must maintain copies of any documents that were relied upon to verify 
identity pursuant to paragraph (d)(1), evidencing the type of document 
and any identification number it may contain. For example, if a 
customer produces a driver's license, the futures commission merchant 
or introducing broker must make a copy of the driver's license that 
clearly indicates it is a driver's license and legibly depicts any 
identification number on the license.
    Futures commission merchants and introducing brokers also must make 
and maintain records evidencing the methods and results of measures 
undertaken to verify the identity of a customer pursuant to paragraph 
(d)(2). For example, if a futures commission merchant or introducing 
broker obtains a report from a credit bureau concerning a customer, the 
report must be maintained. Futures commission merchants and introducing 
brokers also must make and maintain records of the resolution of any 
discrepancy in the identifying information obtained. To continue with 
the previous example, if the customer provides a residence address that 
is different from the address shown on the credit report, the futures 
commission merchant or introducing broker must document how it resolved 
this discrepancy or, if the discrepancy was not resolved, how it formed 
a reasonable belief notwithstanding the discrepancy.
    Futures commission merchants and introducing brokers must retain 
all of these records for five years after the date an account is closed 
or the grant of

[[Page 48335]]

authority to effect transactions with respect to an account is revoked. 
In all other respects, the records must be maintained in accordance 
with the requirements of Commission Rule 1.31.\15\
---------------------------------------------------------------------------

    \15\ 17 CFR 1.31.
---------------------------------------------------------------------------

    Nothing in this proposed rule modifies, limits or supersedes 
section 101 of the Electronic Records in Global and National Commerce 
Act, Public Law 106-229, 114 Stat. 464 (15 U.S.C. 7001) (E-Sign Act). 
Thus, futures commission merchants and introducing brokers may use 
electronic records to satisfy the requirements of this rule, as long as 
the records are maintained in accordance with Commission Rules 1.4 and 
1.31.\16\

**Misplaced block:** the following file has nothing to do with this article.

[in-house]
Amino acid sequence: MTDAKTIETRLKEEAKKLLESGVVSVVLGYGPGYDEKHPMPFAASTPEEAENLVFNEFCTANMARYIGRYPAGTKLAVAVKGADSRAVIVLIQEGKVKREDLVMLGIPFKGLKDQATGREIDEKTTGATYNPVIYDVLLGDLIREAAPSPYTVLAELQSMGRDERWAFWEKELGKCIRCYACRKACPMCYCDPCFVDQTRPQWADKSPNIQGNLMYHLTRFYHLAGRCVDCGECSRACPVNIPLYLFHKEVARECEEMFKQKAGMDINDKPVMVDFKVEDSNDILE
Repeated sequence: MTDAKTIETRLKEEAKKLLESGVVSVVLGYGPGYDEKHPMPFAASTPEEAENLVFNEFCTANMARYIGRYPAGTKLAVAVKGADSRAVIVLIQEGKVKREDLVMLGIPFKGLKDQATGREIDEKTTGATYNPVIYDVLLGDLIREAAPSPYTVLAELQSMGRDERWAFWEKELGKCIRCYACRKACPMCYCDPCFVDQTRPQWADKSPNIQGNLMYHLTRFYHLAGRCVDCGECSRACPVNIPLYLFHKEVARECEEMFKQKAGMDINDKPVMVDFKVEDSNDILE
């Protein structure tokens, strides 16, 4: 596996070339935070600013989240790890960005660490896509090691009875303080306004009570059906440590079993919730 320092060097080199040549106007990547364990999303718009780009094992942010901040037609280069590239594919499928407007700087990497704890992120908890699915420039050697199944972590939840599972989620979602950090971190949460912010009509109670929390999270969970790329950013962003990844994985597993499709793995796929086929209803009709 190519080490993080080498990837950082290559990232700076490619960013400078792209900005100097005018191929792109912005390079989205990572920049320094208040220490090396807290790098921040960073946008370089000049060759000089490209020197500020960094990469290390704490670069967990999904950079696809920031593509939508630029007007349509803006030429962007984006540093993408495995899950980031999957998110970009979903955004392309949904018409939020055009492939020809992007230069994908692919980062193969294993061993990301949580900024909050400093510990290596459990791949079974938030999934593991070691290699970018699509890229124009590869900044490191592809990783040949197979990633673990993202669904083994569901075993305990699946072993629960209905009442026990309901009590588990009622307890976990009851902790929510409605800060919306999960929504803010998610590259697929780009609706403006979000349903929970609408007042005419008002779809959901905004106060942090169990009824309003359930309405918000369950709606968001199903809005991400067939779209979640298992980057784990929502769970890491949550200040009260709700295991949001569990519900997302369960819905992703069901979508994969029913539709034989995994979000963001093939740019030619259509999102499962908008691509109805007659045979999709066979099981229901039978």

---------------------------------------------------------------------------

    \16\ 17 CFR 1.4, 1.31.
---------------------------------------------------------------------------

    Treasury and the Commission emphasize that the collection and 
retention of information about a customer as an ancillary part of 
collecting identifying information, do not relieve futures commission 
merchants and introducing brokers from their obligations to comply with 
anti-discrimination laws or regulations.

I. Section 103.123(i) Approval of Program

    Paragraph (i) of the proposed rule requires that each futures 
commission merchant's and introducing broker's CIP be approved by its 
most senior level (e.g., board of directors, managing partners, board 
of managers or other governing body performing similar functions) or by 
persons specifically authorized by that body to approve such a program.

J. Section 103.123(j) Exemptions

    Section 326 states that the Secretary and the Federal functional 
regulator jointly issuing the rule may by order or regulation exempt 
any financial institution or type of account from this rule in 
accordance with such standards and procedures as the Secretary may 
prescribe. The proposed rule provides that the Commission, with the 
concurrence of the Secretary, may exempt any futures commission 
merchant or introducing broker that registers with the Commission. 
However, it excludes from this exemptive authority futures commission 
merchants and introducing brokers that register pursuant to section 
4f(a)(2) of the CEA. These are firms that register as futures 
commission merchants or introducing brokers solely because they deal in 
security futures products. The exemptive authority with respect to 
these firms is addressed in the rule issued jointly by Treasury and the 
SEC.
    In issuing exemptions under the proposed rule, the Secretary and 
the Commission shall consider whether the exemption is consistent with 
the purposes of the BSA, and in the public interest, and may consider